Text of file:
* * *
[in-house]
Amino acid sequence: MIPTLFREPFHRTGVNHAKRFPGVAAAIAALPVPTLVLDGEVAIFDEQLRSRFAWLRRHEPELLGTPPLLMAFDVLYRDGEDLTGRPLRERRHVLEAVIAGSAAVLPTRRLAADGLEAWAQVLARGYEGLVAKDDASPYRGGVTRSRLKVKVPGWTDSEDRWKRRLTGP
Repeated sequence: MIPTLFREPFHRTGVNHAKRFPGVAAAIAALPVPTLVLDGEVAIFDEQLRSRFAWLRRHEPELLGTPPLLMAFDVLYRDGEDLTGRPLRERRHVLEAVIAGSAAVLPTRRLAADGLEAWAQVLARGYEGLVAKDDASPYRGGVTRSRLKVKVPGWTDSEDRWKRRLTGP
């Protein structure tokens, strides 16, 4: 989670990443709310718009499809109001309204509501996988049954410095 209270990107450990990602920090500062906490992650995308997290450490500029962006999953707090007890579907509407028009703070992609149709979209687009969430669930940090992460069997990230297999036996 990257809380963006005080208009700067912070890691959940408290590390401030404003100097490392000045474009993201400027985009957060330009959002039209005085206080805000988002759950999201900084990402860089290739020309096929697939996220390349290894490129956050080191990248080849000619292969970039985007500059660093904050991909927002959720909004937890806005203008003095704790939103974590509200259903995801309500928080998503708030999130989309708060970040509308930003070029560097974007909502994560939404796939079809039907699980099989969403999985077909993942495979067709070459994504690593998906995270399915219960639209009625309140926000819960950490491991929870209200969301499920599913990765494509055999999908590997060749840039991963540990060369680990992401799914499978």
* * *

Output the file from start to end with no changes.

[in-house]
Amino acid sequence: MIPTLFREPFHRTGVNHAKRFPGVAAAIAALPVPTLVLDGEVAIFDEQLRSRFAWLRRHEPELLGTPPLLMAFDVLYRDGEDLTGRPLRERRHVLEAVIAGSAAVLPTRRLAADGLEAWAQVLARGYEGLVAKDDASPYRGGVTRSRLKVKVPGWTDSEDRWKRRLTGP
Repeated sequence: MIPTLFREPFHRTGVNHAKRFPGVAAAIAALPVPTLVLDGEVAIFDEQLRSRFAWLRRHEPELLGTPPLLMAFDVLYRDGEDLTGRPLRERRHVLEAVIAGSAAVLPTRRLAADGLEAWAQVLARGYEGLVAKDDASPYRGGVTRSRLKVKVPGWTDSEDRWKRRLTGP
């Protein structure tokens, strides 16, 4: 989670990443709310718009499809109001309204509501996988049954410095 209270990107450990990602920090500062906490992650995308997290450490500029962006999953707090007890579907509407028009703070992609149709979209687009969430669930940090992460069997990230297999036996 990257809380963006005080208009700067912070890691959940408290590390401030404003100097490392000045474009993201400027985009957060330009959002039209005085206080805000988002759950999201900084990402860089290739020309096929697939996220390349290894490129956050080191990248080849000619292969970039985007500059660093904050991909927002959720909004937890806005203008003095704790939103974590509200259903995801309500928080998503708030999130989309708060970040509308930003070029560097974007909502994560939404796939079809039907699980099989969403999985077909993942495979067709070459994504690593998906995270399915219960639209009625309140926000819960950490491991929870209200969301499920599913990765494509055999999908590997060749840039991963540990060369680990992401799914499978």